Wednesday, December 14, 2011

First wildlife levy project approved

Commissioners award $217,500 for easement on Flat Top Ranch

Express Staff Writer

John and Diane Peavey stand on their Flat Top Ranch property near Carey. Some 1,100 acres of the ranch will be protected by a conservation easement funded in part by a county levy. Photo by Mountain Express

Blaine County commissioners approved a $217,500 grant Monday to protect more than 1,000 acres of agricultural land and wildlife habitat from development.

The grant covered half the cost of The Nature Conservancy's purchase of a conservation easement on 1,114 acres on the Flat Top Ranch near Carey. The easement prevents the land from being developed in perpetuity, preserving wildlife habitat.

Matt Miller, spokesman for The Nature Conservancy, said Tuesday that the area protected by the easement is part of one of the longest migration corridors for pronghorn antelope in the world.

"The pronghorns migrate from Craters of the Moon [National Monument] into either the Lemhi [valley] or Montana," he said. "At both ends of the migration are public lands, but in between there are these private ranches that knit them together. It's a really important corridor."

The money was funded by the Blaine County Land, Water and Wildlife Levy, a two-year $3.4 million assessment on county property taxes. Levy funding was set aside to help protect clean water in the Big Wood and Little Wood River watersheds, preserve fish and wildlife habitat, and to protect working farms, ranches and open space.

Clare Swanger, Land, Water and Wildlife coordinator for the county, said the grant funds are awarded by a nine-member citizen committee after an extensive application project. The Flat Top Ranch easement is the first completed project, though two more are pending.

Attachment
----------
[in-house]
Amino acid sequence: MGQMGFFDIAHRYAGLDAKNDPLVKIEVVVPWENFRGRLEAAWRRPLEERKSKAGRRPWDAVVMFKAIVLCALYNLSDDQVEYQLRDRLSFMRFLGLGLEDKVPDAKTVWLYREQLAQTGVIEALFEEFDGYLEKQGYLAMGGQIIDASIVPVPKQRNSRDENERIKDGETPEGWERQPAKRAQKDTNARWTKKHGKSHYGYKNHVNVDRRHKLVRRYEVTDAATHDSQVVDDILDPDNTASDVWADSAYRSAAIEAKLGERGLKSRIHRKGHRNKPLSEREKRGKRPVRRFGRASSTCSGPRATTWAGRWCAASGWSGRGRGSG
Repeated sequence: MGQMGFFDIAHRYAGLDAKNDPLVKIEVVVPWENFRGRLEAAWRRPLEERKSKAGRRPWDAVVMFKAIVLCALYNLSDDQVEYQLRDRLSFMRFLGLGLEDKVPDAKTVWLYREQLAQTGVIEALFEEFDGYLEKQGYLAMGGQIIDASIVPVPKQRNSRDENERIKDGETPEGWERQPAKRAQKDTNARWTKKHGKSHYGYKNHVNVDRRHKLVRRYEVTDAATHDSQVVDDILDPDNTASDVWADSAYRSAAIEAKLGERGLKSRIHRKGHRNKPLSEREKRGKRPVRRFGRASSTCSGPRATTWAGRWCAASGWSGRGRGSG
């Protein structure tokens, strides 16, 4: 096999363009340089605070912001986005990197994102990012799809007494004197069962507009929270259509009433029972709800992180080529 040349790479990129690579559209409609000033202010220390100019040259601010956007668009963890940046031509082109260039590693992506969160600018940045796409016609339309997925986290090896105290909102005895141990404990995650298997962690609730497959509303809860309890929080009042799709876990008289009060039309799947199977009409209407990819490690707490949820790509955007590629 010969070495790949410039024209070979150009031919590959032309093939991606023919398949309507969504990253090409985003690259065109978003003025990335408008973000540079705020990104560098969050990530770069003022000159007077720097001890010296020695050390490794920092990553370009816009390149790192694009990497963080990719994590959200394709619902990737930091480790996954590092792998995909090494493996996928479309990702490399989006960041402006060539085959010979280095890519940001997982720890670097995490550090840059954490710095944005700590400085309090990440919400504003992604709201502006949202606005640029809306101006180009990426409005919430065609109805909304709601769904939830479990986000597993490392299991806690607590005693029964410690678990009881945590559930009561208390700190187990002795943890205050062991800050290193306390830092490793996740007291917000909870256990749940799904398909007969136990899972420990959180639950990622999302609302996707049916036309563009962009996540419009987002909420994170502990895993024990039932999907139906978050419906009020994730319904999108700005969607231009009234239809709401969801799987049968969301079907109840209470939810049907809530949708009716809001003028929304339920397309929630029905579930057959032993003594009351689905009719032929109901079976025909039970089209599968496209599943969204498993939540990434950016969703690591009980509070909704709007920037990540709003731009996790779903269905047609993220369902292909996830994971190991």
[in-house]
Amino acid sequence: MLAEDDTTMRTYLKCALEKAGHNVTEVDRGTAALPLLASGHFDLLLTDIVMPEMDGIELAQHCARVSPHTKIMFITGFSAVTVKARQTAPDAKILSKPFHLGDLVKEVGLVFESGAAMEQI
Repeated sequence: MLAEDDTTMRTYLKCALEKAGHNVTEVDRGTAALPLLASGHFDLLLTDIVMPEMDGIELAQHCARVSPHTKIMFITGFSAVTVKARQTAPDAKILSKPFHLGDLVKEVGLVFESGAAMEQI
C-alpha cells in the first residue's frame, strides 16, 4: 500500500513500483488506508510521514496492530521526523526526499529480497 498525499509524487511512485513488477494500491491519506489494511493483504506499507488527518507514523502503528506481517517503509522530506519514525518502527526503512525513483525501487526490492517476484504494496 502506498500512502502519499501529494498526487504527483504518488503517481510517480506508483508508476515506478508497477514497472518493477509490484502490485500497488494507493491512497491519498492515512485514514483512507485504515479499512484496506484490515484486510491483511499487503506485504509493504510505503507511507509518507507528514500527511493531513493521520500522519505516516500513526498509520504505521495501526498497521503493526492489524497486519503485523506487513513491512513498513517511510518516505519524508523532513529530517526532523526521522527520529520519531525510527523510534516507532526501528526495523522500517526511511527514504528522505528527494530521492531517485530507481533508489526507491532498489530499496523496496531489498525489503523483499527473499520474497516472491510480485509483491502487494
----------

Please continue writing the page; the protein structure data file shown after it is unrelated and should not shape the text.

Swanger said the levy funds can only go toward the purchase of the parcel, and not toward legal costs, costs of appraisal or costs associated with continual ecological monitoring conducted by The Nature Conservancy.

Grazing will still be allowed by the easement, Miller said, consistent with the levy's goal to preserve working farmland.

The grant process started in March. Commissioner Tom Bowman said the process took nine months only because it was the first application, and wrinkles in the process needed to be ironed out.

"It's always hard to be the first one," he told landowner John Peavey. "We're so lucky this came together."

Levy Advisory Board member Alan Reynolds said future applications, such as a 721-acre easement on the Bar-B Ranch north of Carey, could be more quickly completed now that a process has been solidified.

"We have that template now in place, and hopefully we won't need to reinvent it next time," he said at Monday's meeting.

Peavey thanked the commissioners for the grant, saying it would help protect land that had been in his family for five generations.

"We're proud of the country, we're proud of the county and we appreciate the help in keeping it the way it is," he said.

Miller said he is similarly proud at the work done to protect the land on Flat Top Ranch through the easement.

"I think it protects one of the most special places in Idaho and the West, a place that still has everything we think of when we think of Idaho," he said. "It fits what the levy was looking at, which is protection of wildlife and protection of that rural heritage. It's why people love south-central Idaho."

Katherine Wutz:

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